Letters

Letters 12-14-2014

Come Together There is a time-honored war strategy known as “divide and conquer,” and never has it been more effective than now. The enemy is using it against us through television, internet and other social media. I opened a Facebook account a couple of years back to gain more entries in local contests. Since then I had fallen under its spell; I rushed into judgment on several social issues based on information found on those pages

Quiet The Phones! This weekend we attended two beautiful Christmas musical events and the enjoyment of both were significantly diminished by self-absorbed boors holding their stupid iPhones high overhead to capture extremely crucial and highly needed photos. We too own iPhones, but during a public concert we possess the decency and manners to leave them turned off and/or at home. Today’s performance, the annual Messiah Sing at Traverse City’s Central Methodist Church, was a new low: we watched as Mr. Self-Absorbed not only took several photos but then afterwards immediately posted them to his Facebook page. We were dumbfounded.

A Torturous Defense In defense of the C.I.A.’s use of torture in a mostly fruitless search for vital information, some suggest that the dire situation facing us after 9-11, justified the use of torture even at the expense of the potential loss of much of our nation’s moral authority.

. . . .

2010

Robert Downes - March 3rd, 2008
Have you heard about the Mayan Prophecy? New Age types have been talking about it for months on the Internet and radio talk shows such as “Coast-to-Coast,” which explores paranormal topics.
Apparently, before their civilization collapsed in Central America 1,000 years ago, the Mayans predicted that the world would end in the year 2012.
This is the date which coincides with the “end” of the Mayan calendar -- and the end of the world as we know it.
So queue up that old R.E.M. song, because you’ve got four years left to party like it’s 1999. Then -- kaboom... if you believe in what a Mayan prophet had to say 1,300 years ago, that is.
Some New Agers speculate that the Mayans were wise to the magnetic field shift of the Earth in which the positive and negative poles of our planet “flip” on the average of every 200,000 years
The Earth, you see, is believed to have a core of solid iron, located some 4,000 miles beneath your feet. According to National Geographic, this core is surrounded by molten iron and nickel which whips around, generating a magnetic field that protects our planet from charged particles shooting from the sun.
In other words, you’re living on a giant magnet and its polarity could flip at any moment, possibly scrambling your brain or something, such as it is...
Geological evidence shows that the last time the Earth’s magnetic field flipped was 780,000 years ago. So, we’re long overdue.
Other possible end-of-the-world culprits include global warming, solar flares, a supervolcano under Yellowstone Park, and Jesus returning in a really bad mood.
Unfortunately, there are reasons to believe that those long-gone Mayans could be right. In the New York Times last year, Al Gore noted that we’re currently pumping 70 million tons of CO2 into the atmosphere every day by burning coal and oil.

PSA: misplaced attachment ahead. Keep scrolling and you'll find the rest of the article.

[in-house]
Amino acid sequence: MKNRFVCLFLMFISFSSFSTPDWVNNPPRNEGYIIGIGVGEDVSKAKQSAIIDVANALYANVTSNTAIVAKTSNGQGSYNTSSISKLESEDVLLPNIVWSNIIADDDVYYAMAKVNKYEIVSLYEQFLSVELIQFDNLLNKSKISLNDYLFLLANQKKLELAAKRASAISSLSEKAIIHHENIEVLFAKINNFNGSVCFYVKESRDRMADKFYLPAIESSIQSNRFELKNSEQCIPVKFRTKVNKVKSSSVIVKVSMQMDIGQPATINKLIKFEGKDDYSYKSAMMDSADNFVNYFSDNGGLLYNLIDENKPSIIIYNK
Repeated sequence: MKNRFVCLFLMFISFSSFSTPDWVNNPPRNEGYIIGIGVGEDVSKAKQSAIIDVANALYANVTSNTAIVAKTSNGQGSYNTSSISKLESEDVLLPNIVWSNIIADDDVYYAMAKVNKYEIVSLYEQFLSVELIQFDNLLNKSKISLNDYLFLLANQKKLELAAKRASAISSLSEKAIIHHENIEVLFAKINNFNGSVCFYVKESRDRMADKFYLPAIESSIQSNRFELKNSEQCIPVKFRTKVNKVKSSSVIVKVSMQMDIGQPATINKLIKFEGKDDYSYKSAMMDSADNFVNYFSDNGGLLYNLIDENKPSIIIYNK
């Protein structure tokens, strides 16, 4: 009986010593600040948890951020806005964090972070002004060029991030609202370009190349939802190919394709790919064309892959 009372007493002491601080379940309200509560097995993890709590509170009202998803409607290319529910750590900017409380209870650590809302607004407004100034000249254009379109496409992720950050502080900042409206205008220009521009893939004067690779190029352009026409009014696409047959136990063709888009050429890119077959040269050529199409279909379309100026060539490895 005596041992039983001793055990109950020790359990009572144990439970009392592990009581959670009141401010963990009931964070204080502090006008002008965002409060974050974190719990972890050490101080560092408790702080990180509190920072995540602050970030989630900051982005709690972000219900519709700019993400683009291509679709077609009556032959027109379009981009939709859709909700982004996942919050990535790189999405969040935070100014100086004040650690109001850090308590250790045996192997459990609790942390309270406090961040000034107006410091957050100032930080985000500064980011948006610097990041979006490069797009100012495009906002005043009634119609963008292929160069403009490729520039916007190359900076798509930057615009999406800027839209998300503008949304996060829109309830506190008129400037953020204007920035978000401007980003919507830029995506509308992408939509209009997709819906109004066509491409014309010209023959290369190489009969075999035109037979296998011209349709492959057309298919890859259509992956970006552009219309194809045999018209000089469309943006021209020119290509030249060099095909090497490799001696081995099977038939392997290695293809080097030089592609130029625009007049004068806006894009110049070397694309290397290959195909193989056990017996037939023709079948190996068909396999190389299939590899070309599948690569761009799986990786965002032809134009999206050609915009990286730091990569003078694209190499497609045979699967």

He also pointed out that Venus and the Earth contain about the same amount of CO2; the difference is that the CO2 on Venus is in the atmosphere and our CO2 is mostly in the ground. So why are we feverishly trying to turn our planet into Venus?
Did you know the average temperature on Venus is 867 degrees?
But the thing is, people have been predicting the end of the world for eons, and we’re still here. If there‘s anything you can predict about prophets, it‘s that they tend to be dead wrong.
Writer Benjamin Anastas noted in the New York Times Magazine that the Jehovah’s Witnesses have predicted the end of the world for 1914, 1915, 1918, 1920, 1925, 1941, 1975 and 1994. The Russians believed that Napolean was the Antichrist and that the world would end in the early 1800s. The Shakers said the world would end in 1792; and there was a so-called “Great Disappointment” among Baptists when the world failed to end on Oct. 22, 1844.
As has been noted elsewhere, the world is always ending for someone. For the Mayans, it ended around 900 A.D. when their civilization fell apart due to depleted soil and the social consequences of their bloodthirsty religion. The world ended for the Confederate South in 1865. It ended for the Jews of Europe in the early 1940s and for Native Americans in the period between 1492 and the 1870s.
But when the world ends, the survivors pick themselves up and move on.
So, stock up on pizza and beer. Lay in a supply of funny DVDs and run your credit cards up to the max. Give up dieting and exercise -- you won’t need ‘em where you’re going. The world is ending in 2012 -- the Mayans said so, so it must be true.

CORRECTION
Apologies to sculptor Edward Chesney, who is the creator of the Fireman‘s Monument in Roscommon, and not Marshall Fredericks as stated in this column last week. Chesney sculpted the 12-foot bronze for its installation in 1980, just off I-75 in Roscommon.
 
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